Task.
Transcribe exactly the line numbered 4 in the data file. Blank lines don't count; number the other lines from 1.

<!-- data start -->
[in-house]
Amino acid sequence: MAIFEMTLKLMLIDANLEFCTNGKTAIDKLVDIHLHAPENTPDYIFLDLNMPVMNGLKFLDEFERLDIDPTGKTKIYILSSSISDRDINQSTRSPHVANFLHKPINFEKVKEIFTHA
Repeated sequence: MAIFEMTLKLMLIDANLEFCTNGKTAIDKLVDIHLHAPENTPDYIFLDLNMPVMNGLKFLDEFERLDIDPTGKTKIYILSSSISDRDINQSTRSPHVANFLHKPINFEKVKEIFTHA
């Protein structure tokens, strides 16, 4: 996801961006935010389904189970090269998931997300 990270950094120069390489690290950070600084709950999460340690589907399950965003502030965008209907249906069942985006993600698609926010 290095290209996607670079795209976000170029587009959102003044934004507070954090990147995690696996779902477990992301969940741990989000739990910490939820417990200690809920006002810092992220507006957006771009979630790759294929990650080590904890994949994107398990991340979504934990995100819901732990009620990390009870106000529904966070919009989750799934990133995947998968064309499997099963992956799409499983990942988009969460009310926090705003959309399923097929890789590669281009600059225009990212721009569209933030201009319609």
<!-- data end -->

């Protein structure tokens, strides 16, 4: 996801961006935010389904189970090269998931997300 990270950094120069390489690290950070600084709950999460340690589907399950965003502030965008209907249906069942985006993600698609926010 290095290209996607670079795209976000170029587009959102003044934004507070954090990147995690696996779902477990992301969940741990989000739990910490939820417990200690809920006002810092992220507006957006771009979630790759294929990650080590904890994949994107398990991340979504934990995100819901732990009620990390009870106000529904966070919009989750799934990133995947998968064309499997099963992956799409499983990942988009969460009310926090705003959309399923097929890789590669281009600059225009990212721009569209933030201009319609």